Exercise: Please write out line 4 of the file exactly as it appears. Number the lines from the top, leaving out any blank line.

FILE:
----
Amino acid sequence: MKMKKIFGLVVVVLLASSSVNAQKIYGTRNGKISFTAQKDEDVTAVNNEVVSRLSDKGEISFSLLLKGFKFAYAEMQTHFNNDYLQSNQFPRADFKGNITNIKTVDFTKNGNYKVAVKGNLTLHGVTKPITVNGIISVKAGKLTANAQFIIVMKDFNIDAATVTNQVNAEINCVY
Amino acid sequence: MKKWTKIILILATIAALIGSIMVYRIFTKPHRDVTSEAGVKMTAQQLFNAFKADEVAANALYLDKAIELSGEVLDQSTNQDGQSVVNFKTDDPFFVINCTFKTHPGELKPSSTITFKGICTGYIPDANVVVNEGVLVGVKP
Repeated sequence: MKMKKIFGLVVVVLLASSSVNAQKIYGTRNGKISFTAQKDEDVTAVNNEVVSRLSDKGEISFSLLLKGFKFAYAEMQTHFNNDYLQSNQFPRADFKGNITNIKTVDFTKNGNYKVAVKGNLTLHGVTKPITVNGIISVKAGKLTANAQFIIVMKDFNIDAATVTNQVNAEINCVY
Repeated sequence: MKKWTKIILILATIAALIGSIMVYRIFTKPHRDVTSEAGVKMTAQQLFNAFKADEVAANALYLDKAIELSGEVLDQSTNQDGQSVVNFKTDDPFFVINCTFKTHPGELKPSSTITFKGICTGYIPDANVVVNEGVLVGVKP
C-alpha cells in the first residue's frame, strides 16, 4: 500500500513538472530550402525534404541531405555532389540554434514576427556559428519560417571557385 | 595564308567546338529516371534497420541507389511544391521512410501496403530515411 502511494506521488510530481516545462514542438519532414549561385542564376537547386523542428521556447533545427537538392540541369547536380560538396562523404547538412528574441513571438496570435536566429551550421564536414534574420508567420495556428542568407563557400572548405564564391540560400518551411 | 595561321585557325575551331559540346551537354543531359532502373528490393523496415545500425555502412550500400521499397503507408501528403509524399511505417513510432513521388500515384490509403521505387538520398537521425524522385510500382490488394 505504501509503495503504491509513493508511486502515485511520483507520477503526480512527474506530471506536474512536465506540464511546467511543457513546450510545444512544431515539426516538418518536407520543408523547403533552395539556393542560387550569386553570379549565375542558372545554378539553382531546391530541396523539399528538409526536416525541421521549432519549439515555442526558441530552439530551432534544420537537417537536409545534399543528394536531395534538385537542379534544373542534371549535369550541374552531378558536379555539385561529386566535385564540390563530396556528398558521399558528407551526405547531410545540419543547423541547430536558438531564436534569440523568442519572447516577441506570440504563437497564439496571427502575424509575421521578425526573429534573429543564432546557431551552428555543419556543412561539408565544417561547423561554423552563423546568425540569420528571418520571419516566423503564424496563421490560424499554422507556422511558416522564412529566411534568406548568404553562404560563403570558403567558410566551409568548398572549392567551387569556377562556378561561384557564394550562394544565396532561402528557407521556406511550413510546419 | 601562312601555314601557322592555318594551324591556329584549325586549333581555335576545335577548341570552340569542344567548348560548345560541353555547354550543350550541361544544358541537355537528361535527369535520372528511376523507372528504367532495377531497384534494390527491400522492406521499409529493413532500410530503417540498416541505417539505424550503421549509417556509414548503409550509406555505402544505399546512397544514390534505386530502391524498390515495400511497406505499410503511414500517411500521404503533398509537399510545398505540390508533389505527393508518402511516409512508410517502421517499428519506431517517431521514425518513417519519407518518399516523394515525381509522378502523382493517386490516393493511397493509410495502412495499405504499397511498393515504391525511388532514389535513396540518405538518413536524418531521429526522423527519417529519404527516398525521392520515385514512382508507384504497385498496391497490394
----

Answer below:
Repeated sequence: MKKWTKIILILATIAALIGSIMVYRIFTKPHRDVTSEAGVKMTAQQLFNAFKADEVAANALYLDKAIELSGEVLDQSTNQDGQSVVNFKTDDPFFVINCTFKTHPGELKPSSTITFKGICTGYIPDANVVVNEGVLVGVKP